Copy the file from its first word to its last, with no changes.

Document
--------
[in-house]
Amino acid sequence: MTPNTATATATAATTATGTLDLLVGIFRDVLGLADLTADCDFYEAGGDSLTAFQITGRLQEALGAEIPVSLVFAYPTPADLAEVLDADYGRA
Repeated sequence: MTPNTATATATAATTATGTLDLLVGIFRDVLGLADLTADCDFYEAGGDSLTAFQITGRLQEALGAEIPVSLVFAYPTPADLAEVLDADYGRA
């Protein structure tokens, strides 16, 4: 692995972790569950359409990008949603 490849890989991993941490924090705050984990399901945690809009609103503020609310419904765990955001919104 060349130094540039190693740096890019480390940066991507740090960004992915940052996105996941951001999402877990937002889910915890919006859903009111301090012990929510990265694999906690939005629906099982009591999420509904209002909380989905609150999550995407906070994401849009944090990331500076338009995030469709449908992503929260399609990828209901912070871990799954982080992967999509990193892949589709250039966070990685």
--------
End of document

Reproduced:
[in-house]
Amino acid sequence: MTPNTATATATAATTATGTLDLLVGIFRDVLGLADLTADCDFYEAGGDSLTAFQITGRLQEALGAEIPVSLVFAYPTPADLAEVLDADYGRA
Repeated sequence: MTPNTATATATAATTATGTLDLLVGIFRDVLGLADLTADCDFYEAGGDSLTAFQITGRLQEALGAEIPVSLVFAYPTPADLAEVLDADYGRA
């Protein structure tokens, strides 16, 4: 692995972790569950359409990008949603 490849890989991993941490924090705050984990399901945690809009609103503020609310419904765990955001919104 060349130094540039190693740096890019480390940066991507740090960004992915940052996105996941951001999402877990937002889910915890919006859903009111301090012990929510990265694999906690939005629906099982009591999420509904209002909380989905609150999550995407906070994401849009944090990331500076338009995030469709449908992503929260399609990828209901912070871990799954982080992967999509990193892949589709250039966070990685």